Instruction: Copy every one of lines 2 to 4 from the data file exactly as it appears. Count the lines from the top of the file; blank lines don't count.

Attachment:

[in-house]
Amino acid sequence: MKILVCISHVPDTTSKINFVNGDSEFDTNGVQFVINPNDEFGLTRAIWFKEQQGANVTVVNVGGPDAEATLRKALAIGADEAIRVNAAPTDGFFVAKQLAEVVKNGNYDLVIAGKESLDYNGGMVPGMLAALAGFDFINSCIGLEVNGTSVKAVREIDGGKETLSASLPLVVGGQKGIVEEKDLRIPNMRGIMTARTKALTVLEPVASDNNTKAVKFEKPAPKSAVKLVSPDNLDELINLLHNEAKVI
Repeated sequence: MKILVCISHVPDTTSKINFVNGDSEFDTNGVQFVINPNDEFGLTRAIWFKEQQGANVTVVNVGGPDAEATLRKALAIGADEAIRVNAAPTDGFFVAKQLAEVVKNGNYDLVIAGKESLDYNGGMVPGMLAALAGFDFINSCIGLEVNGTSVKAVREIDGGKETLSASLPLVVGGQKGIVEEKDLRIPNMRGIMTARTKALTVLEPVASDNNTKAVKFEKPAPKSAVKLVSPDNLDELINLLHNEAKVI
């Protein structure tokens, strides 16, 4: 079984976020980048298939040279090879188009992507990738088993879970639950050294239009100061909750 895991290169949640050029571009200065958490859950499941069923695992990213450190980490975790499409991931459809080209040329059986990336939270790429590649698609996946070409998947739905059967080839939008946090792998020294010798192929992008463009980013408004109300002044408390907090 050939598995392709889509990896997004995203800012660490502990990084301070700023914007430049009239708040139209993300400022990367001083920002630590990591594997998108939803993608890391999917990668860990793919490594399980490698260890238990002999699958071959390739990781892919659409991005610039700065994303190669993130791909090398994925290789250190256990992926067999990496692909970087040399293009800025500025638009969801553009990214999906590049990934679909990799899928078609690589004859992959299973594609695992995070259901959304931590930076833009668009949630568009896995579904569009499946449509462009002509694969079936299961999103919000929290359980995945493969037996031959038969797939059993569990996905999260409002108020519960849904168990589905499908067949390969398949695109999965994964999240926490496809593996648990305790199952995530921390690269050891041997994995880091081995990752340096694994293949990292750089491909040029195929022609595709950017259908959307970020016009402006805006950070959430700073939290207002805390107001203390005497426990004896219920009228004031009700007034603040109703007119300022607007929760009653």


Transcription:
Amino acid sequence: MKILVCISHVPDTTSKINFVNGDSEFDTNGVQFVINPNDEFGLTRAIWFKEQQGANVTVVNVGGPDAEATLRKALAIGADEAIRVNAAPTDGFFVAKQLAEVVKNGNYDLVIAGKESLDYNGGMVPGMLAALAGFDFINSCIGLEVNGTSVKAVREIDGGKETLSASLPLVVGGQKGIVEEKDLRIPNMRGIMTARTKALTVLEPVASDNNTKAVKFEKPAPKSAVKLVSPDNLDELINLLHNEAKVI
Repeated sequence: MKILVCISHVPDTTSKINFVNGDSEFDTNGVQFVINPNDEFGLTRAIWFKEQQGANVTVVNVGGPDAEATLRKALAIGADEAIRVNAAPTDGFFVAKQLAEVVKNGNYDLVIAGKESLDYNGGMVPGMLAALAGFDFINSCIGLEVNGTSVKAVREIDGGKETLSASLPLVVGGQKGIVEEKDLRIPNMRGIMTARTKALTVLEPVASDNNTKAVKFEKPAPKSAVKLVSPDNLDELINLLHNEAKVI
């Protein structure tokens, strides 16, 4: 079984976020980048298939040279090879188009992507990738088993879970639950050294239009100061909750 895991290169949640050029571009200065958490859950499941069923695992990213450190980490975790499409991931459809080209040329059986990336939270790429590649698609996946070409998947739905059967080839939008946090792998020294010798192929992008463009980013408004109300002044408390907090 050939598995392709889509990896997004995203800012660490502990990084301070700023914007430049009239708040139209993300400022990367001083920002630590990591594997998108939803993608890391999917990668860990793919490594399980490698260890238990002999699958071959390739990781892919659409991005610039700065994303190669993130791909090398994925290789250190256990992926067999990496692909970087040399293009800025500025638009969801553009990214999906590049990934679909990799899928078609690589004859992959299973594609695992995070259901959304931590930076833009668009949630568009896995579904569009499946449509462009002509694969079936299961999103919000929290359980995945493969037996031959038969797939059993569990996905999260409002108020519960849904168990589905499908067949390969398949695109999965994964999240926490496809593996648990305790199952995530921390690269050891041997994995880091081995990752340096694994293949990292750089491909040029195929022609595709950017259908959307970020016009402006805006950070959430700073939290207002805390107001203390005497426990004896219920009228004031009700007034603040109703007119300022607007929760009653």